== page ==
Furthermore, in most cases with furca perforations or DPC, it is not possible to achieve retention from the intracanal post or secondary retention features. As a result, the advantages of applying an adhesive restoration over MTA consist of achieving secondary retention and secondary seal. In many cases, composite resin is recommended because it exerts lower forces on the pulp capping biomaterial during placement of the final restoration.[4] Since the goal is to obtain a monolithic restoration and to have a more durable, sealed, and successful restoration, the bond strength between the composite resin and MTA is of utmost importance. The composite resin with favorable bond strength can establish the MTA.

There are little data available on the bond strength between MTA and adhesives or various surface treatments.[5],[6],[7] Therefore, this study was undertaken to compare the effect of different surface treatments on the microshear bond strength of composite resin to the MTA.

   Materials And Methods Top

Forty cylindrical acrylic blocks with a hole as mold were prepared.[8],[9] Holes with 4 mm in diameter and 2 mm in height were filled with ProRoot MTA (ProRoot MTA, Dentsply Tulsa Dental, USA). The blocks were stored in an incubator at 37°C under 100% humidity for 72 h for final setting. The specimens were divided into four groups, with a specific surface treatment in each performed as follows:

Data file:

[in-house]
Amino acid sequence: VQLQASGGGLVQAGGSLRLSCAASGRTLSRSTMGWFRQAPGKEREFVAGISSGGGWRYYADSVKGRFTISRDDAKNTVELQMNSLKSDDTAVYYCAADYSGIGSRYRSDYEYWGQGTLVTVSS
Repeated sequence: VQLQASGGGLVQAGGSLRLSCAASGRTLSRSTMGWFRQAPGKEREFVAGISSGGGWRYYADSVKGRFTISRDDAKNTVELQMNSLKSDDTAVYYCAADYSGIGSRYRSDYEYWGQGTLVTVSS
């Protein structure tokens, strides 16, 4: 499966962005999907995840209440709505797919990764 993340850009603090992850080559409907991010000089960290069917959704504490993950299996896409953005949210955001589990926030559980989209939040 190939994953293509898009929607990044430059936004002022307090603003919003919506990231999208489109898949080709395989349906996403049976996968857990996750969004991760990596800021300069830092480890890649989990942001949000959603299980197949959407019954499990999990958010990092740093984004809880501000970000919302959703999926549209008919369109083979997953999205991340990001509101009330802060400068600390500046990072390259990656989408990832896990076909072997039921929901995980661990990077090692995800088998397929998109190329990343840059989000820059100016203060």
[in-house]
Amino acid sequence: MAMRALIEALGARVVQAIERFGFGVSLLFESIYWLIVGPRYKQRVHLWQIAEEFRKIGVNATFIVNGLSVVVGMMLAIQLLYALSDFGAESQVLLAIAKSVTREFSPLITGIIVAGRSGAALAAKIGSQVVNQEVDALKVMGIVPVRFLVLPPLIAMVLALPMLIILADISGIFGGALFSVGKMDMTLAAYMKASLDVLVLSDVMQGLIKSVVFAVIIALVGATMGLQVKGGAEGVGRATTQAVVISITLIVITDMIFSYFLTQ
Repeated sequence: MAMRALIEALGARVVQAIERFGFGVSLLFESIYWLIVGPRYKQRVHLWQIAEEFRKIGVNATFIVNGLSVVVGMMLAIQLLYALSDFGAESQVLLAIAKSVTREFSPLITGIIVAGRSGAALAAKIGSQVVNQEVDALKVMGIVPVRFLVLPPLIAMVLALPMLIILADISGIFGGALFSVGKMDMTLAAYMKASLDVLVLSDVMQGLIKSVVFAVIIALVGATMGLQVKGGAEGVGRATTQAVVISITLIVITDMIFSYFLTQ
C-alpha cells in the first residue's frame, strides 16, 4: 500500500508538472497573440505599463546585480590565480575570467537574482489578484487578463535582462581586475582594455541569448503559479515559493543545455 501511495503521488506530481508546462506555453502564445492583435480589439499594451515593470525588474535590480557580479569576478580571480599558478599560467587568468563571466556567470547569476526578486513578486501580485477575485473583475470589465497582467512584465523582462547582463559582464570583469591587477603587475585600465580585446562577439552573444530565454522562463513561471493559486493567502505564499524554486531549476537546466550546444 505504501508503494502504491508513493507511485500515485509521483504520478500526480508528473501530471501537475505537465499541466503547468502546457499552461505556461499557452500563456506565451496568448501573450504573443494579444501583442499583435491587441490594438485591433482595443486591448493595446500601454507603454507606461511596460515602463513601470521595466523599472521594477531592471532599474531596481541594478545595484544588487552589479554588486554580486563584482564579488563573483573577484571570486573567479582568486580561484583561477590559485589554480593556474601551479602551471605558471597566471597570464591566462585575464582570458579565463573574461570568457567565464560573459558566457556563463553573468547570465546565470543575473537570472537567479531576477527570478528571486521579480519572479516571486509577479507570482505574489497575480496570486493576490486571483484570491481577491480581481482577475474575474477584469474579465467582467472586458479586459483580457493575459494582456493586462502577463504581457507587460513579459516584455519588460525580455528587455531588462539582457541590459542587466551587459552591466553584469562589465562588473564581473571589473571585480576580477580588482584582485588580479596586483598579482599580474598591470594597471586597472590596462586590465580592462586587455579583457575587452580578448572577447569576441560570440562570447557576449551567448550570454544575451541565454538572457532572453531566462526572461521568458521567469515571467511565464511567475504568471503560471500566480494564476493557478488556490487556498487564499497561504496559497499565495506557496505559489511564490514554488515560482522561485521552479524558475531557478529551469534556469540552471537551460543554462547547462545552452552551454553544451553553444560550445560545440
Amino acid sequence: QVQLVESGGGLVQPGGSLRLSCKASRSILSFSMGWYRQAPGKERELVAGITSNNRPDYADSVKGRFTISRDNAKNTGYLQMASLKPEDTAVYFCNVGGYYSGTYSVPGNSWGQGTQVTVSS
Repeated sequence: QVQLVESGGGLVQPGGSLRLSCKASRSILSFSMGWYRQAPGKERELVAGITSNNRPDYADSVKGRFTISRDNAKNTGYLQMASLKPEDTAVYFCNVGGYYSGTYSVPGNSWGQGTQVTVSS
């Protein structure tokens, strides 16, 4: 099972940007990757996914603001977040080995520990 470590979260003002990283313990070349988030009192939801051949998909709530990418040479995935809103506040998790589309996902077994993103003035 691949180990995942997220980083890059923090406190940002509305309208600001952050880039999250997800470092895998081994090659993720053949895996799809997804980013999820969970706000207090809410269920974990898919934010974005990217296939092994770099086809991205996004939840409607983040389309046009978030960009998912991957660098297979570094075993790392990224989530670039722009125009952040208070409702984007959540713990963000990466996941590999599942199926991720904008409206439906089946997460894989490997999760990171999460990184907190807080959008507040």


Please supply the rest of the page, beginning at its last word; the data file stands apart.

• Group 1: No surface treatment was performed on MTA
  • Group 2: The surface of MTA was etched with 37.5% phosphoric acid gel (Kerr, Karlsruhe, Germany) for 20 s
  • Group 3: The surface of MTA was sandblasted using an intraoral sandblasting device, Dento-Prep (DK-8721, Daugaard, Denmark), at 7 mm from the surface using 50-μ Al2O3 powder under 30 Psi air pressure for 15 s. The surface was rinsed with air/water syringe and then dried
  • Group 4: The surface of MTA was treated with 9% hydrofluoric acid (HF) (Ultradent, USA) for 90 s. Then, one layer of silane (Ultradent, USA) was applied and allowed to dry.

In all the groups, OptiBond Solo Plus (OBSP) adhesive resin (Kerr, Karlsruhe, Germany) was applied to the specimen and then light-cured for 20 s, using an light-emitting diode light-curing unit (Ivoclar Vivadent, FL-9494 Schaan, Liechtenstein) at an intensity of 650 mW/cm 2. Then, 1 mm length of prepared Tygon tube, 0.7 mm internal diameter, was placed on the bonding area, and resin composite (Point 4, 3M ESPE, USA) was packed into the tube and light-cured for 40 s.

After being stored at 37°C distilled water for 24 h, all the specimens underwent a 1000-cycle thermocycling procedure at 5/55°C.

Microshear bond strength tests were carried out using a universal testing machine (Zwick, Roell Z020, Germany), with a shearing force at a strain rate of 1 mm/min and a 0.5-mm wide chisel.

The failure modes were then evaluated under a stereomicroscope (Nikon, Tokyo, Japan) at ×30. Data were analyzed with Kruskal–Wallis and Mann–Whitney tests. Statistical significance was defined at P< 0.05.

Scanning electron microscopy analysis

Two specimens from each group were prepared using the same special surface treatment for scanning electron microscope (SEM) evaluation. Subsequent to surface treatment, the specimens were evaluated under SEM (XL30, PHILIPS, Netherlands) after gold-sputtering.

   Results Top

Mean values and standard deviations of microshear bond strength are presented in [Table 1]. Kruskal–Wallis test showed a statistically significant difference in microshear bond strength values between the four study groups (P< 0.05). The maximum microshear bond strength was observed in Group 4, which was prepared with HF and silane (26.0 ± 11.0), and the minimum value was observed in Group 3, where sandblasting was used for surface treatment (6.4 ± 3.8).